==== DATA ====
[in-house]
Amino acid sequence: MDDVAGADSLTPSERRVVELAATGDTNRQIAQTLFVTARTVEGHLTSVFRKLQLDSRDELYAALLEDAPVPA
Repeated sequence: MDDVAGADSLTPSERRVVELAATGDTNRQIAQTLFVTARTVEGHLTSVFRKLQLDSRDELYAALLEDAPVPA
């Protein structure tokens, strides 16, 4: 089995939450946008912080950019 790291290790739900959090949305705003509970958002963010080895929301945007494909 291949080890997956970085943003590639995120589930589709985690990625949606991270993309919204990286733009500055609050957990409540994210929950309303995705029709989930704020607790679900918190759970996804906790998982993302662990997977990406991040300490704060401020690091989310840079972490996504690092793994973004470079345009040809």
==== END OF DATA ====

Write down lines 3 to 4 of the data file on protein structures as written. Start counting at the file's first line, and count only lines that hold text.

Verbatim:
Repeated sequence: MDDVAGADSLTPSERRVVELAATGDTNRQIAQTLFVTARTVEGHLTSVFRKLQLDSRDELYAALLEDAPVPA
């Protein structure tokens, strides 16, 4: 089995939450946008912080950019 790291290790739900959090949305705003509970958002963010080895929301945007494909 291949080890997956970085943003590639995120589930589709985690990625949606991270993309919204990286733009500055609050957990409540994210929950309303995705029709989930704020607790679900918190759970996804906790998982993302662990997977990406991040300490704060401020690091989310840079972490996504690092793994973004470079345009040809």